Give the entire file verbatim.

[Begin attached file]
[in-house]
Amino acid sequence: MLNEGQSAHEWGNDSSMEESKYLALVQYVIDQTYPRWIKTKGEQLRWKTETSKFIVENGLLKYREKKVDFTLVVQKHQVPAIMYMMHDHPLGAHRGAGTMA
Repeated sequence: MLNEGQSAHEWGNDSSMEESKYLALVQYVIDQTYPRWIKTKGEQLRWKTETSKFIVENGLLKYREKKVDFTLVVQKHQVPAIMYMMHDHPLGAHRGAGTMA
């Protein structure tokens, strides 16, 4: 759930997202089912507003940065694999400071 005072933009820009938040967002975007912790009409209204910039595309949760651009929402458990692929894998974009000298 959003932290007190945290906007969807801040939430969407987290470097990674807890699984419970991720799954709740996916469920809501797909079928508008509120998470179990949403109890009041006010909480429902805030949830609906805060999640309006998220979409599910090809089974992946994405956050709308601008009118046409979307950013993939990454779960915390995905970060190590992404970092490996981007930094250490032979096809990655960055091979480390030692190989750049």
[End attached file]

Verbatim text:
[in-house]
Amino acid sequence: MLNEGQSAHEWGNDSSMEESKYLALVQYVIDQTYPRWIKTKGEQLRWKTETSKFIVENGLLKYREKKVDFTLVVQKHQVPAIMYMMHDHPLGAHRGAGTMA
Repeated sequence: MLNEGQSAHEWGNDSSMEESKYLALVQYVIDQTYPRWIKTKGEQLRWKTETSKFIVENGLLKYREKKVDFTLVVQKHQVPAIMYMMHDHPLGAHRGAGTMA
């Protein structure tokens, strides 16, 4: 759930997202089912507003940065694999400071 005072933009820009938040967002975007912790009409209204910039595309949760651009929402458990692929894998974009000298 959003932290007190945290906007969807801040939430969407987290470097990674807890699984419970991720799954709740996916469920809501797909079928508008509120998470179990949403109890009041006010909480429902805030949830609906805060999640309006998220979409599910090809089974992946994405956050709308601008009118046409979307950013993939990454779960915390995905970060190590992404970092490996981007930094250490032979096809990655960055091979480390030692190989750049």